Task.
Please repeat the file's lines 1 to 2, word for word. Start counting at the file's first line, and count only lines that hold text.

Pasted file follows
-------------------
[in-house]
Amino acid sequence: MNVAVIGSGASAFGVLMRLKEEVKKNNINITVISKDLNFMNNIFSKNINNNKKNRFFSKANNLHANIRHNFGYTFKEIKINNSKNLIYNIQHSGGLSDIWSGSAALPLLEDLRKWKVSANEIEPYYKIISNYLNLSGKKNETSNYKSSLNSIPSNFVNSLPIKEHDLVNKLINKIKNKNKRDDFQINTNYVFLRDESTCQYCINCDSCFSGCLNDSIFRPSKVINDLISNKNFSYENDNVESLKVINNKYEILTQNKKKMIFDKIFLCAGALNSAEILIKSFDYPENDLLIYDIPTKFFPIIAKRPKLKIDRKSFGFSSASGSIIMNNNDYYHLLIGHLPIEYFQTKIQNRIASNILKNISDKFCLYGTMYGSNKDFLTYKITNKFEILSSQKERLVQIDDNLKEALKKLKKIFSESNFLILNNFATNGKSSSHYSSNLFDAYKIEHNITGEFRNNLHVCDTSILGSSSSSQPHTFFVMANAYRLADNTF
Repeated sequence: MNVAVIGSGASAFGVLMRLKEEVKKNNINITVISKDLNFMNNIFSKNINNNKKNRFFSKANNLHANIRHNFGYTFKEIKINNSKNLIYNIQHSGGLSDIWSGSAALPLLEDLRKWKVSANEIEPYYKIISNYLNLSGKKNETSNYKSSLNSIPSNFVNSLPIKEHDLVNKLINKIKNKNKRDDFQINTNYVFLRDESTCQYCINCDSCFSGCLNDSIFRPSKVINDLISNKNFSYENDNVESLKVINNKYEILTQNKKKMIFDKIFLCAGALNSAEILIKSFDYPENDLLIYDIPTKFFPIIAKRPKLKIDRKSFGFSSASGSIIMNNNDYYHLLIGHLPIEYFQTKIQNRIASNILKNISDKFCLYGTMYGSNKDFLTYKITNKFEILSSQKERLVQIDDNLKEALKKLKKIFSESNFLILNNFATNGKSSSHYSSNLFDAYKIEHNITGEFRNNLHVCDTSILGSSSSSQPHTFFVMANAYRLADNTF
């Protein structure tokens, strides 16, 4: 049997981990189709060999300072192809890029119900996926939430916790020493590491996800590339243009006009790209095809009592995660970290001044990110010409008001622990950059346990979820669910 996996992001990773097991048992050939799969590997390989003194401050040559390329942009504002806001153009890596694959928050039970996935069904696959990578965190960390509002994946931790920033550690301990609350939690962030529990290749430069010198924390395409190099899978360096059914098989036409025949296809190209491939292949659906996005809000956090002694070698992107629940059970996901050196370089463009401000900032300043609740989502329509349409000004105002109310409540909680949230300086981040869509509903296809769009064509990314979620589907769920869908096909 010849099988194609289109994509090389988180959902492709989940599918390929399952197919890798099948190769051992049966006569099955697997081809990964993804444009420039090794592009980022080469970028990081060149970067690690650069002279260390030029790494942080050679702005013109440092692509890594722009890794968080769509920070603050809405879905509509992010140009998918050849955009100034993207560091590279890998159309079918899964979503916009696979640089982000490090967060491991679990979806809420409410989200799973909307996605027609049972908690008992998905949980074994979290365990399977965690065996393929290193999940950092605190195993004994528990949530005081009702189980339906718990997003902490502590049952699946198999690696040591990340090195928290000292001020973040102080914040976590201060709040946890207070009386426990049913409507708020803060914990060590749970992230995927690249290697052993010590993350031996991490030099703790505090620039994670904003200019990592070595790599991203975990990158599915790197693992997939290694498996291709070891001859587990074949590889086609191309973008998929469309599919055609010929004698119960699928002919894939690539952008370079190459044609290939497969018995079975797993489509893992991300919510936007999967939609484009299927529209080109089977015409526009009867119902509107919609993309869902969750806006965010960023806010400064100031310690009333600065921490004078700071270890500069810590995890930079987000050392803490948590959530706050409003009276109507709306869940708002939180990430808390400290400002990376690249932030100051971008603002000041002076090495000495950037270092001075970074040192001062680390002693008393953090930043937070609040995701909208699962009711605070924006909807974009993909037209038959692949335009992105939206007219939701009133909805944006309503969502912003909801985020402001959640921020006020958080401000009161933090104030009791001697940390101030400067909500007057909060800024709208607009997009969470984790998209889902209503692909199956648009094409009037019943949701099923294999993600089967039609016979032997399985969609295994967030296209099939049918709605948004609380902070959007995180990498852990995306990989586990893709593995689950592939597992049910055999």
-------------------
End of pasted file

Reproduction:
[in-house]
Amino acid sequence: MNVAVIGSGASAFGVLMRLKEEVKKNNINITVISKDLNFMNNIFSKNINNNKKNRFFSKANNLHANIRHNFGYTFKEIKINNSKNLIYNIQHSGGLSDIWSGSAALPLLEDLRKWKVSANEIEPYYKIISNYLNLSGKKNETSNYKSSLNSIPSNFVNSLPIKEHDLVNKLINKIKNKNKRDDFQINTNYVFLRDESTCQYCINCDSCFSGCLNDSIFRPSKVINDLISNKNFSYENDNVESLKVINNKYEILTQNKKKMIFDKIFLCAGALNSAEILIKSFDYPENDLLIYDIPTKFFPIIAKRPKLKIDRKSFGFSSASGSIIMNNNDYYHLLIGHLPIEYFQTKIQNRIASNILKNISDKFCLYGTMYGSNKDFLTYKITNKFEILSSQKERLVQIDDNLKEALKKLKKIFSESNFLILNNFATNGKSSSHYSSNLFDAYKIEHNITGEFRNNLHVCDTSILGSSSSSQPHTFFVMANAYRLADNTF